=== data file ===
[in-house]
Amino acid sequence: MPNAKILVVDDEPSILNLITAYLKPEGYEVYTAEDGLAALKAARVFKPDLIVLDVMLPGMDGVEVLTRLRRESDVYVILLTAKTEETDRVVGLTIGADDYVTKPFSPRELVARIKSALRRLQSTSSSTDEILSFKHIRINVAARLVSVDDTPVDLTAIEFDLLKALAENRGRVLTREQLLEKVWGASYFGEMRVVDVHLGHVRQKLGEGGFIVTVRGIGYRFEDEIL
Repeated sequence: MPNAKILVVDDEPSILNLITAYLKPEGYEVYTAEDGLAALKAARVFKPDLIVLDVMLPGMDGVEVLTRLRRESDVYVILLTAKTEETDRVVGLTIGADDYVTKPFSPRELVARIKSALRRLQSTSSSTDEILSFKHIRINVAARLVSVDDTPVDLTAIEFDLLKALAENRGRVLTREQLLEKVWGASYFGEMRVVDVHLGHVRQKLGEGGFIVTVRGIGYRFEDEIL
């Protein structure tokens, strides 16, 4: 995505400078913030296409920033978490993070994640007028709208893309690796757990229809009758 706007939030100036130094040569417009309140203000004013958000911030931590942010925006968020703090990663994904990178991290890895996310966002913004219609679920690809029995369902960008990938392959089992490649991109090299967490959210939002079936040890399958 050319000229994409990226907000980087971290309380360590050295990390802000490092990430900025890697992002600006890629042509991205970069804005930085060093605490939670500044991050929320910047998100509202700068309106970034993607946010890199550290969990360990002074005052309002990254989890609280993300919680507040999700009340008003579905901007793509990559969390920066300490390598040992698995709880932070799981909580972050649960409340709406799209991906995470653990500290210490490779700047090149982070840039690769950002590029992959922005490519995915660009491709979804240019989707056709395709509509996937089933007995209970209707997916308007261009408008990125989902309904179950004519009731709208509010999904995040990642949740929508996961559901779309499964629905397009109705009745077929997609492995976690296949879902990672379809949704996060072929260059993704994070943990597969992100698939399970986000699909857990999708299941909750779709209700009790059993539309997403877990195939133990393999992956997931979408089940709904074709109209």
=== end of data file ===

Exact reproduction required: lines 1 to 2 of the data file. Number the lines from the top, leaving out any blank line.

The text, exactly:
[in-house]
Amino acid sequence: MPNAKILVVDDEPSILNLITAYLKPEGYEVYTAEDGLAALKAARVFKPDLIVLDVMLPGMDGVEVLTRLRRESDVYVILLTAKTEETDRVVGLTIGADDYVTKPFSPRELVARIKSALRRLQSTSSSTDEILSFKHIRINVAARLVSVDDTPVDLTAIEFDLLKALAENRGRVLTREQLLEKVWGASYFGEMRVVDVHLGHVRQKLGEGGFIVTVRGIGYRFEDEIL